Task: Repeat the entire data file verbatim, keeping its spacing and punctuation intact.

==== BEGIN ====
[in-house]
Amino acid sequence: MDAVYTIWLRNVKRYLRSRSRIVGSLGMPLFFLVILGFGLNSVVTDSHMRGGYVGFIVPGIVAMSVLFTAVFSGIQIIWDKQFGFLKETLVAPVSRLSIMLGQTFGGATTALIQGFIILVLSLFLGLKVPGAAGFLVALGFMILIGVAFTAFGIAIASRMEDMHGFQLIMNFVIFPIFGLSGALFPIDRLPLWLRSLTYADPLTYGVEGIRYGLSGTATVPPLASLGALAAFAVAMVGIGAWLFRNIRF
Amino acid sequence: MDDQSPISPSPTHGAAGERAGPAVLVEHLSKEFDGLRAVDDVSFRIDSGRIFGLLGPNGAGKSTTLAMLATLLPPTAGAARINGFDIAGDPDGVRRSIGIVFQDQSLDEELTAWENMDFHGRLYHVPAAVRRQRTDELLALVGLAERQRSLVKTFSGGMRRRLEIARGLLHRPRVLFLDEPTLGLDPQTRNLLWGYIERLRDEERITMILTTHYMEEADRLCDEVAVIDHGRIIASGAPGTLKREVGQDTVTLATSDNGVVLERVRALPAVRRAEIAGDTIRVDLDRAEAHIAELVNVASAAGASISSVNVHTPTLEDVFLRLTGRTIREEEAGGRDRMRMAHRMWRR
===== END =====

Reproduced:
[in-house]
Amino acid sequence: MDAVYTIWLRNVKRYLRSRSRIVGSLGMPLFFLVILGFGLNSVVTDSHMRGGYVGFIVPGIVAMSVLFTAVFSGIQIIWDKQFGFLKETLVAPVSRLSIMLGQTFGGATTALIQGFIILVLSLFLGLKVPGAAGFLVALGFMILIGVAFTAFGIAIASRMEDMHGFQLIMNFVIFPIFGLSGALFPIDRLPLWLRSLTYADPLTYGVEGIRYGLSGTATVPPLASLGALAAFAVAMVGIGAWLFRNIRF
Amino acid sequence: MDDQSPISPSPTHGAAGERAGPAVLVEHLSKEFDGLRAVDDVSFRIDSGRIFGLLGPNGAGKSTTLAMLATLLPPTAGAARINGFDIAGDPDGVRRSIGIVFQDQSLDEELTAWENMDFHGRLYHVPAAVRRQRTDELLALVGLAERQRSLVKTFSGGMRRRLEIARGLLHRPRVLFLDEPTLGLDPQTRNLLWGYIERLRDEERITMILTTHYMEEADRLCDEVAVIDHGRIIASGAPGTLKREVGQDTVTLATSDNGVVLERVRALPAVRRAEIAGDTIRVDLDRAEAHIAELVNVASAAGASISSVNVHTPTLEDVFLRLTGRTIREEEAGGRDRMRMAHRMWRR